In the past year, we have heard over and over again that in order to promote student wellbeing, we need to prioritize teacher wellbeing. If teachers aren’t heard, valued, appreciated, and supported in their own wellbeing how can they be expected to support their students’ wellbeing?
Filtered by tag: mental wellbeing
Perhaps you’ve heard the story about the person who falls into a hole in the street. He walks along the street, falls into a hole, and climbs out to the same spot where he started. He walks back along the street and falls into the hole again. In fact, he continues falling in the hole, climbing back out, and returning back to where he started, until finally someone shows him a parallel street, a different way to get where he’s going.
In reflecting on WellAhead’s past year of work, we have begun to see how we may have fallen into some of these habits ourselves.
How do you think your work on wellbeing has impacted your students?
I think that being intentional about wellbeing creates space for children to feel relaxed enough to be themselves. When they are relaxed, they can show those qualities such as empathy. When they feel relaxed and expressing themselves, they become more confident. And they laugh more.
This question gets into good discussions around “What is Learning?” and “What is engagement?”. Engagement is supposed to be fun! When students are relaxed, they naturally enjoy the learning process. This inevitably improves learning outcomes.
As a counsellor, I see youth struggling every day. Many kids are tuned out, disconnected, tired, and live with constant low-grade stress. Adding to that, our teachers are also exhausted, over-worked and often under-supported and under-valued. However, from experience, I know that when our teachers are connected, mindful, emotionally intelligent and happy, a ripple effect of positive learning can occur for our students. I believe that when we put as much focus on wellness, social-emotional learning and connection as we do on academics, our students, teachers and staff will all flourish within the school system.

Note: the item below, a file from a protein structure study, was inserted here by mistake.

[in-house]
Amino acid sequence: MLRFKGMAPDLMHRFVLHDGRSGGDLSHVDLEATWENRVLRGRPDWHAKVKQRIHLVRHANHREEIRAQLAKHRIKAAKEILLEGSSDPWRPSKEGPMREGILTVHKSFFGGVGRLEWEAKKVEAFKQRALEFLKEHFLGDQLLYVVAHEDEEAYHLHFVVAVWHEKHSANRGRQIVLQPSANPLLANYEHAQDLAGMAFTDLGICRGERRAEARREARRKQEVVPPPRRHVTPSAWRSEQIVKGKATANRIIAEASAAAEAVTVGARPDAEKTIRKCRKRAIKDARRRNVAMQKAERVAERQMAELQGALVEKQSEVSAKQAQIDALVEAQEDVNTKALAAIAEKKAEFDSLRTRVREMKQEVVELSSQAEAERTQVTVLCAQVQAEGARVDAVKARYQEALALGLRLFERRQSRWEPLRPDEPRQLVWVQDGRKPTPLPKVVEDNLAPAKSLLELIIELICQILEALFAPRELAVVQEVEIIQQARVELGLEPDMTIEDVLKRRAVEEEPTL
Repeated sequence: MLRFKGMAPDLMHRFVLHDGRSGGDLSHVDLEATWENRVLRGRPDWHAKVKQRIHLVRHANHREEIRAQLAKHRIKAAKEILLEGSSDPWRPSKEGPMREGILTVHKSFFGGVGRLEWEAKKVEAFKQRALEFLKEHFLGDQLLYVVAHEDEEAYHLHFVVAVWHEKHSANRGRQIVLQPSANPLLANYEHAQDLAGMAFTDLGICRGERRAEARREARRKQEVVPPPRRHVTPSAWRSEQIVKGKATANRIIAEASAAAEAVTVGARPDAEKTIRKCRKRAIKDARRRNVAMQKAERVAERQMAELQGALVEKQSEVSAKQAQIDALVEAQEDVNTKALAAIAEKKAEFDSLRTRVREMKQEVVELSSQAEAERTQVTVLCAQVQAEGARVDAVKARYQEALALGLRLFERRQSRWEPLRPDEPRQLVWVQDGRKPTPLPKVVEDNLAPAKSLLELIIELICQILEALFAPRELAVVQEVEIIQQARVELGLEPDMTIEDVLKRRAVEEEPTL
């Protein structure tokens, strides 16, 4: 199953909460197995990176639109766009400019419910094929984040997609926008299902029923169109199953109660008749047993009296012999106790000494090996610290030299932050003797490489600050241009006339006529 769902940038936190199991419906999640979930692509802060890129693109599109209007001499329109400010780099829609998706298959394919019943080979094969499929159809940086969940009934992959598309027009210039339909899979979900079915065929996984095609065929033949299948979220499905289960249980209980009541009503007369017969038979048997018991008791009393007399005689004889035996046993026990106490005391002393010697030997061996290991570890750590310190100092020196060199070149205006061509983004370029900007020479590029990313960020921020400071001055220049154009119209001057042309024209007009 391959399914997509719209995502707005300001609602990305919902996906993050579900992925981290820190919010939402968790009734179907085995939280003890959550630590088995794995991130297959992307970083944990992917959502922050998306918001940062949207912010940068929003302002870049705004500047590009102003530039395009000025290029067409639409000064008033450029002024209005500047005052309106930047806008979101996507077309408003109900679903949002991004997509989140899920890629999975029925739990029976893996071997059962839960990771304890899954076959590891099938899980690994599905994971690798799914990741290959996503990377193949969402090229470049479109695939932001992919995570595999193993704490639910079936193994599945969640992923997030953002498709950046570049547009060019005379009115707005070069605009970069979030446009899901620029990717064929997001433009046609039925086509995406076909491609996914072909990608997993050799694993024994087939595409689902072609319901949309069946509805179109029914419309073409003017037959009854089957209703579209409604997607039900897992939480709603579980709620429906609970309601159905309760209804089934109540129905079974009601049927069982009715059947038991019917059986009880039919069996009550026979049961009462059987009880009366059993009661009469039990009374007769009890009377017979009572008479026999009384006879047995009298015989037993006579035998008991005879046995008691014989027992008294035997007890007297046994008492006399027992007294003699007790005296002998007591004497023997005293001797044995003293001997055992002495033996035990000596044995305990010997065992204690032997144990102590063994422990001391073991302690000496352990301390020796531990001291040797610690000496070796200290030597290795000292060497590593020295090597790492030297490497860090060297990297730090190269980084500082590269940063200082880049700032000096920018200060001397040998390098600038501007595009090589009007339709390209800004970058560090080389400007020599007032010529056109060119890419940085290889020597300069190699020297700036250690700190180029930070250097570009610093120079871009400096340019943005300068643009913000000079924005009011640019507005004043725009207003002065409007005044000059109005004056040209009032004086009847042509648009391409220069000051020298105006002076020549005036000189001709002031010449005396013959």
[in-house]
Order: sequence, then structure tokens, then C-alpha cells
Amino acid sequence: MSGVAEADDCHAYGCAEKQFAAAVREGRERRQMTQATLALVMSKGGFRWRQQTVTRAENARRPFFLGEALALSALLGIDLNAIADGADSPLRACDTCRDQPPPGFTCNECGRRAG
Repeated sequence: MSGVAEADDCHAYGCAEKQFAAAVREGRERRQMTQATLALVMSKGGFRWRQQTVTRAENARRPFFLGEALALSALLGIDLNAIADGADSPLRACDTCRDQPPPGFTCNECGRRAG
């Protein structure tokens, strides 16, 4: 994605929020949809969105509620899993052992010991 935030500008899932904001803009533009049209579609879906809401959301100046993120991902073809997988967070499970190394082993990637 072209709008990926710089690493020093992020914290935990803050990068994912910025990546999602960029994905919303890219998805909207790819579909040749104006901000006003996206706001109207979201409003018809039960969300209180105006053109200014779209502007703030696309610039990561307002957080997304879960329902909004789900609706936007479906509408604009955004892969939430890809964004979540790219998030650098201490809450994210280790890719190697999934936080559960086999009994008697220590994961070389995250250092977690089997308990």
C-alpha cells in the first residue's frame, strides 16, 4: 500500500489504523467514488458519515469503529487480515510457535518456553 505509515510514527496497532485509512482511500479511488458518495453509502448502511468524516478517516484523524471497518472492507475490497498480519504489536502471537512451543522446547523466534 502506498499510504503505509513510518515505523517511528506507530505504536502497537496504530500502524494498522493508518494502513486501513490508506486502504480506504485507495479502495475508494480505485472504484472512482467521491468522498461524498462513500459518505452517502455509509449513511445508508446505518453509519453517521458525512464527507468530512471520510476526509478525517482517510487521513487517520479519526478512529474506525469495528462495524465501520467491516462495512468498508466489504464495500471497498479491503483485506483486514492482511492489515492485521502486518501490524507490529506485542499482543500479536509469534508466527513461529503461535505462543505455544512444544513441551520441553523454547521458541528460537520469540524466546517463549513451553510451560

Earlier this year we shared a list of ‘everyday practices’ that are currently being prototyped. The concept of an everyday practice came from two places: the research around ‘kernels of practice’, as shared by Dennis Embry and colleagues, and a survey. In the spring of 2015, WellAhead asked over 1,400 people two questions: “What does your school do to support students’ social and emotional wellbeing” and “what do YOU do to support students’ social and emotional wellbeing” Everyday practices are one way to frame and understand the responses to that second question: the many things that we do day to day to support our children and youth.
If you’ve been following the development of the WellAhead initiative, you’ve probably asked yourself the very reasonable question, “what will this actually look like?” We, too, have struggled at times to bring this concept – using a social innovation lab approach to integrating wellbeing into schools – to fruition. Thanks to a stellar team, some great advice from experts across the country, and incredible passion and interest on the ground, it has finally happened.